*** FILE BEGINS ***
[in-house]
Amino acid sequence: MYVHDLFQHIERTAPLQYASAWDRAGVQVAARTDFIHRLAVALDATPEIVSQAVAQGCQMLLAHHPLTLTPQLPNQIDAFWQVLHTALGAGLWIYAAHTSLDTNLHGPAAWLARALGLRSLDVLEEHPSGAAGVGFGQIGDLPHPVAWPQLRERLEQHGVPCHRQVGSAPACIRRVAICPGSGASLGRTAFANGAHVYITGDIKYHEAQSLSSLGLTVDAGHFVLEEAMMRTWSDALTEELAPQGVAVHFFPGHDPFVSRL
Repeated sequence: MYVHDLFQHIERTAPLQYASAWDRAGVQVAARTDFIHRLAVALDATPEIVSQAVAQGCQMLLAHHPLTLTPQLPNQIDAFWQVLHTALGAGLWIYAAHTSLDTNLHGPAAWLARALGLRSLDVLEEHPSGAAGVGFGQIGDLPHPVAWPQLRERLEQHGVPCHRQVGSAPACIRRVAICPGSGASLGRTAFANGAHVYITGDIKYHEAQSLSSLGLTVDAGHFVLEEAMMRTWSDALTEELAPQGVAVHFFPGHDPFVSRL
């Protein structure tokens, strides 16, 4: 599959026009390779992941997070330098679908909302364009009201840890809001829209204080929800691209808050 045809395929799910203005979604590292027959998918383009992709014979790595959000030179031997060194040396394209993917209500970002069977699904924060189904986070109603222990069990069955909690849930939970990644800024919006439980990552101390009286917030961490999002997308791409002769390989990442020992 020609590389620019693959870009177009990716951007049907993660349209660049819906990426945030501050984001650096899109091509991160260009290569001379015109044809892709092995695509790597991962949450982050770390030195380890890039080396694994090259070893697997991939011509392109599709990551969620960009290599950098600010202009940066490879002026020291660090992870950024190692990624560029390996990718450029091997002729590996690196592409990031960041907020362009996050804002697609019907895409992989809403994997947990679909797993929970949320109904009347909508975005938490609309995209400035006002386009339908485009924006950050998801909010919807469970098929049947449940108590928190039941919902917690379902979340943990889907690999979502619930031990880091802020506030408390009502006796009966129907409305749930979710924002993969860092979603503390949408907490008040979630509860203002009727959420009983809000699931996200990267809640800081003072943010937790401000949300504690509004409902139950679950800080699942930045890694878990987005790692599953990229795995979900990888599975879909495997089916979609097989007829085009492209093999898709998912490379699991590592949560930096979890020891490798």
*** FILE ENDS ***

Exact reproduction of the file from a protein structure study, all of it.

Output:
[in-house]
Amino acid sequence: MYVHDLFQHIERTAPLQYASAWDRAGVQVAARTDFIHRLAVALDATPEIVSQAVAQGCQMLLAHHPLTLTPQLPNQIDAFWQVLHTALGAGLWIYAAHTSLDTNLHGPAAWLARALGLRSLDVLEEHPSGAAGVGFGQIGDLPHPVAWPQLRERLEQHGVPCHRQVGSAPACIRRVAICPGSGASLGRTAFANGAHVYITGDIKYHEAQSLSSLGLTVDAGHFVLEEAMMRTWSDALTEELAPQGVAVHFFPGHDPFVSRL
Repeated sequence: MYVHDLFQHIERTAPLQYASAWDRAGVQVAARTDFIHRLAVALDATPEIVSQAVAQGCQMLLAHHPLTLTPQLPNQIDAFWQVLHTALGAGLWIYAAHTSLDTNLHGPAAWLARALGLRSLDVLEEHPSGAAGVGFGQIGDLPHPVAWPQLRERLEQHGVPCHRQVGSAPACIRRVAICPGSGASLGRTAFANGAHVYITGDIKYHEAQSLSSLGLTVDAGHFVLEEAMMRTWSDALTEELAPQGVAVHFFPGHDPFVSRL
């Protein structure tokens, strides 16, 4: 599959026009390779992941997070330098679908909302364009009201840890809001829209204080929800691209808050 045809395929799910203005979604590292027959998918383009992709014979790595959000030179031997060194040396394209993917209500970002069977699904924060189904986070109603222990069990069955909690849930939970990644800024919006439980990552101390009286917030961490999002997308791409002769390989990442020992 020609590389620019693959870009177009990716951007049907993660349209660049819906990426945030501050984001650096899109091509991160260009290569001379015109044809892709092995695509790597991962949450982050770390030195380890890039080396694994090259070893697997991939011509392109599709990551969620960009290599950098600010202009940066490879002026020291660090992870950024190692990624560029390996990718450029091997002729590996690196592409990031960041907020362009996050804002697609019907895409992989809403994997947990679909797993929970949320109904009347909508975005938490609309995209400035006002386009339908485009924006950050998801909010919807469970098929049947449940108590928190039941919902917690379902979340943990889907690999979502619930031990880091802020506030408390009502006796009966129907409305749930979710924002993969860092979603503390949408907490008040979630509860203002009727959420009983809000699931996200990267809640800081003072943010937790401000949300504690509004409902139950679950800080699942930045890694878990987005790692599953990229795995979900990888599975879909495997089916979609097989007829085009492209093999898709998912490379699991590592949560930096979890020891490798």